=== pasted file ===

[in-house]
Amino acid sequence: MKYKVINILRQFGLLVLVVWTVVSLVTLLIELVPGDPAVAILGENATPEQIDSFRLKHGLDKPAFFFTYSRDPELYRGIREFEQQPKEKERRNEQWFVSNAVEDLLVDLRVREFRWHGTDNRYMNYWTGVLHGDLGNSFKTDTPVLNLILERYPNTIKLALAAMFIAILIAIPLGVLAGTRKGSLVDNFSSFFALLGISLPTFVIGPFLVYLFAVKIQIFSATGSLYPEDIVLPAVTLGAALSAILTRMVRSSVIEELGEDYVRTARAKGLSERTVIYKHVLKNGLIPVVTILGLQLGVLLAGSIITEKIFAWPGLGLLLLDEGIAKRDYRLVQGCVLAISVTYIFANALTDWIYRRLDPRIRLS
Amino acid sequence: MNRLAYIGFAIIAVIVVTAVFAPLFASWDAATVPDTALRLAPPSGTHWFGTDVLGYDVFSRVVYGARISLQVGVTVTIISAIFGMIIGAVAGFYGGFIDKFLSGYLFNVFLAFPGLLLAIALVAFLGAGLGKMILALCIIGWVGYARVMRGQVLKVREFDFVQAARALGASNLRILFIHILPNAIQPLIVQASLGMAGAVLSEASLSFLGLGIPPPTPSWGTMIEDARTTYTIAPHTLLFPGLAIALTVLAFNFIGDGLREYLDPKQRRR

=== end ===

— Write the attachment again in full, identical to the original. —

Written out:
[in-house]
Amino acid sequence: MKYKVINILRQFGLLVLVVWTVVSLVTLLIELVPGDPAVAILGENATPEQIDSFRLKHGLDKPAFFFTYSRDPELYRGIREFEQQPKEKERRNEQWFVSNAVEDLLVDLRVREFRWHGTDNRYMNYWTGVLHGDLGNSFKTDTPVLNLILERYPNTIKLALAAMFIAILIAIPLGVLAGTRKGSLVDNFSSFFALLGISLPTFVIGPFLVYLFAVKIQIFSATGSLYPEDIVLPAVTLGAALSAILTRMVRSSVIEELGEDYVRTARAKGLSERTVIYKHVLKNGLIPVVTILGLQLGVLLAGSIITEKIFAWPGLGLLLLDEGIAKRDYRLVQGCVLAISVTYIFANALTDWIYRRLDPRIRLS
Amino acid sequence: MNRLAYIGFAIIAVIVVTAVFAPLFASWDAATVPDTALRLAPPSGTHWFGTDVLGYDVFSRVVYGARISLQVGVTVTIISAIFGMIIGAVAGFYGGFIDKFLSGYLFNVFLAFPGLLLAIALVAFLGAGLGKMILALCIIGWVGYARVMRGQVLKVREFDFVQAARALGASNLRILFIHILPNAIQPLIVQASLGMAGAVLSEASLSFLGLGIPPPTPSWGTMIEDARTTYTIAPHTLLFPGLAIALTVLAFNFIGDGLREYLDPKQRRR